Smart business people know the difference between short and longterm investments. They understand what needs to be spent to meet orincrease this quarter's revenue and profit targets, and they balancewhat they spend so they get growth in future quarters and futureyears. For example, if you are a commercial software developer andyou are starting work on a product that will be available startingtwelve months from now, you know that it won't give you revenue nextmonth. You hope that it will be a product that will be of great valueto many customers and really increase your revenues. You will havemoney and people tied up in the product development for some time asan expense, but the plan is for future revenue to offset this andmore.
When you put money in the bank or stock or bonds, you lose theability to spend the money but you hope for bigger payoff eventually.This is well understood.
If I look around the industry, I don't always see people makingthis kind of investment in standards. Not only is there a lack ofinvestment some places, but there is the wrong investment in otherplaces. As in the stock market, sometimes this is simply betting onthe wrong things despite good advice to the contrary. Other times itis simply throwing good money after bad: putting more money intosomething that you think will probably not succeed. Yet anotheroccurrence is putting too much money into something that willunder-perform, thereby missing the opportunity to do betterelsewhere. If you trust the wrong people to manage your investments,you'll also not get the returns you expect.
Companies need sound investment strategies for standards. Theyneed to put the right people, the right number of people, and theright money behind developing good standards and then actually doingsomething with them. If you invest in a stock and then don't sell atits peak price, you lose. If you invest in standards development andthen don't employ them well in the products you build or the servicesyou provide, you lose again. If your next door neighbor invests inthe market better than you do, he or she will be moving to the biggerhouse down the street. If your industry competitor invests better andsmarter in standards development and then executes well ondeployment, they will eat your marketshare. So not matter how wellyou do this quarter, you will suffer in the long run.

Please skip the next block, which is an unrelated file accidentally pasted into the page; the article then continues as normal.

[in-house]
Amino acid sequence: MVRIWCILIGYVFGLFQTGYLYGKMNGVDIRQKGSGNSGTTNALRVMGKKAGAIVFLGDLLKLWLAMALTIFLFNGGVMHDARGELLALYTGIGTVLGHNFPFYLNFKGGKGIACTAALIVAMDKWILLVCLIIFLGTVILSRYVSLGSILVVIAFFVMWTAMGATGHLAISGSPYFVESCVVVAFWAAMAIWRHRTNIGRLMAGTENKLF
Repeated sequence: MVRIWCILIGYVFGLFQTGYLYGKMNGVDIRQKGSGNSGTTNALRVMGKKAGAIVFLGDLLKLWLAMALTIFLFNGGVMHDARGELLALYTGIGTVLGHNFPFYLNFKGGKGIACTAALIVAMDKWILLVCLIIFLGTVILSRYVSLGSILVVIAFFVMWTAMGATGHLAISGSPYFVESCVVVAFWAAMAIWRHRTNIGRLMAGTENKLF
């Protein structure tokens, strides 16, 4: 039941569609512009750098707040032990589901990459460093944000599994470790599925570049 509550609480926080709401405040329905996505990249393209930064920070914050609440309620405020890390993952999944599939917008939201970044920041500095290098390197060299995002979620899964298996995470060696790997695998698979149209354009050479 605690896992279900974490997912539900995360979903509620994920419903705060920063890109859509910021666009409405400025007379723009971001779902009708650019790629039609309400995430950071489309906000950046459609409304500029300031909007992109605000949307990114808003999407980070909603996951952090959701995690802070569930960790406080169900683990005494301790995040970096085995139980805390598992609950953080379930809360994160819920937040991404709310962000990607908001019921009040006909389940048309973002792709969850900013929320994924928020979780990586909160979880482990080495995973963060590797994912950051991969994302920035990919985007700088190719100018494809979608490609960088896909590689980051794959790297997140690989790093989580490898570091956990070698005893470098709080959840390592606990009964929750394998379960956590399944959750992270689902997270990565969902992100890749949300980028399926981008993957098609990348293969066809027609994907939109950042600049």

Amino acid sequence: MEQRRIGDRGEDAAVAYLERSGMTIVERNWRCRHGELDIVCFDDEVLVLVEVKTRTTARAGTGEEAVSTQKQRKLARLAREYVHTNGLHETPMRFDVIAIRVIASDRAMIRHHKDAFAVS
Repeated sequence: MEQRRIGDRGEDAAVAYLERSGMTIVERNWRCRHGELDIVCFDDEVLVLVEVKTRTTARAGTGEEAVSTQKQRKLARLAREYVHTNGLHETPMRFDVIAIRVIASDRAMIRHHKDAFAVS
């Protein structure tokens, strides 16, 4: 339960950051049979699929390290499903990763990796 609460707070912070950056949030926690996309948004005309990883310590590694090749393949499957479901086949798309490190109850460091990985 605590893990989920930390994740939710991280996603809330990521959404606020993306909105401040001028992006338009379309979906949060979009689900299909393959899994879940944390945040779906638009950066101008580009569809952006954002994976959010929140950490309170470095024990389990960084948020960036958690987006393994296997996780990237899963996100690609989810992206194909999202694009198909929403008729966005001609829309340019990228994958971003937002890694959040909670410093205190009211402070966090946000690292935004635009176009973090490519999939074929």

Horizontal standards like web services are well understood andhave received a lot of industry investment. I think companies andcountries who are not investing now in how they will deploy ODF, theOpenDocument Format, will lose big in the future (just my advice). Asin the stock market, there are always those who will hawkalternatives or options that have been around for a long time. Pastsuccess is no guarantee of future success. The same is true in thestandards world.
What are the standards areas that are hot right now and can leadto big gains in the future? Two areas: vertical industries andemerging markets. A lot of people are investing in various ways inthese areas and a lot of the investments are problematic. Some arenot investing enough, some are investing too much and then executingbadly, and some just don't see the big picture.
Standards solve problems, standards lead to innovation, standardscan drive growth, standards can drive competition and offer greatervalue to customers. Invest sufficiently and wisely or you will paythe price. You heard it here first (ok, maybe not, but I just wantedto say that).[Read More]